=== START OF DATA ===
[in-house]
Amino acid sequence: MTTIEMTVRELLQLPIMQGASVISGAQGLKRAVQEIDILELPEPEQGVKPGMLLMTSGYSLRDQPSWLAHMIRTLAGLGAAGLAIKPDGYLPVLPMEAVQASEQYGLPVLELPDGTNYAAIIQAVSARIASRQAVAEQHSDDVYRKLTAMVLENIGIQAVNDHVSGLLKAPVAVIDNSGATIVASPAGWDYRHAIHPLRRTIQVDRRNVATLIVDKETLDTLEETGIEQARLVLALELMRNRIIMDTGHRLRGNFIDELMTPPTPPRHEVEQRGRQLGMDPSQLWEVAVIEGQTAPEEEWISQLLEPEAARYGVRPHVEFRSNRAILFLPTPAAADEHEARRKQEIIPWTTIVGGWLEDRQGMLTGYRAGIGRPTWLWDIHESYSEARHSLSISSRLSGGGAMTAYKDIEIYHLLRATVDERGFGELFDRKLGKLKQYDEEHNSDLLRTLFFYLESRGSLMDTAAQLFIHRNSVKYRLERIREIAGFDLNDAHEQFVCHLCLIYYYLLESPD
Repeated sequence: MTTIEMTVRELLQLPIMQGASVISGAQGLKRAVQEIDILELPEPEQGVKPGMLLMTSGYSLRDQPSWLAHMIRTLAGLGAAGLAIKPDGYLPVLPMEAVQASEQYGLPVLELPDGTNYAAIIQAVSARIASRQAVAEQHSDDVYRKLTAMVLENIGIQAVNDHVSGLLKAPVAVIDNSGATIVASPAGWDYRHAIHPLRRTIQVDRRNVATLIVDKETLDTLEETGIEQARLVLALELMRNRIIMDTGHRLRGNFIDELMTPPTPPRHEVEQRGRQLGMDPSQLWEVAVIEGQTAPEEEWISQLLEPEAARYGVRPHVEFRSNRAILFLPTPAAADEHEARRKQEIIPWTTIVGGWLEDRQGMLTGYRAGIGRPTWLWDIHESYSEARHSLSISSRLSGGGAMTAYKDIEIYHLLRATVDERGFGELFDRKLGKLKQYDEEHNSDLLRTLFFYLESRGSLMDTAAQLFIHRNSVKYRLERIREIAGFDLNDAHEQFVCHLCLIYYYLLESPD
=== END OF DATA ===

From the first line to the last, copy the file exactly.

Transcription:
[in-house]
Amino acid sequence: MTTIEMTVRELLQLPIMQGASVISGAQGLKRAVQEIDILELPEPEQGVKPGMLLMTSGYSLRDQPSWLAHMIRTLAGLGAAGLAIKPDGYLPVLPMEAVQASEQYGLPVLELPDGTNYAAIIQAVSARIASRQAVAEQHSDDVYRKLTAMVLENIGIQAVNDHVSGLLKAPVAVIDNSGATIVASPAGWDYRHAIHPLRRTIQVDRRNVATLIVDKETLDTLEETGIEQARLVLALELMRNRIIMDTGHRLRGNFIDELMTPPTPPRHEVEQRGRQLGMDPSQLWEVAVIEGQTAPEEEWISQLLEPEAARYGVRPHVEFRSNRAILFLPTPAAADEHEARRKQEIIPWTTIVGGWLEDRQGMLTGYRAGIGRPTWLWDIHESYSEARHSLSISSRLSGGGAMTAYKDIEIYHLLRATVDERGFGELFDRKLGKLKQYDEEHNSDLLRTLFFYLESRGSLMDTAAQLFIHRNSVKYRLERIREIAGFDLNDAHEQFVCHLCLIYYYLLESPD
Repeated sequence: MTTIEMTVRELLQLPIMQGASVISGAQGLKRAVQEIDILELPEPEQGVKPGMLLMTSGYSLRDQPSWLAHMIRTLAGLGAAGLAIKPDGYLPVLPMEAVQASEQYGLPVLELPDGTNYAAIIQAVSARIASRQAVAEQHSDDVYRKLTAMVLENIGIQAVNDHVSGLLKAPVAVIDNSGATIVASPAGWDYRHAIHPLRRTIQVDRRNVATLIVDKETLDTLEETGIEQARLVLALELMRNRIIMDTGHRLRGNFIDELMTPPTPPRHEVEQRGRQLGMDPSQLWEVAVIEGQTAPEEEWISQLLEPEAARYGVRPHVEFRSNRAILFLPTPAAADEHEARRKQEIIPWTTIVGGWLEDRQGMLTGYRAGIGRPTWLWDIHESYSEARHSLSISSRLSGGGAMTAYKDIEIYHLLRATVDERGFGELFDRKLGKLKQYDEEHNSDLLRTLFFYLESRGSLMDTAAQLFIHRNSVKYRLERIREIAGFDLNDAHEQFVCHLCLIYYYLLESPD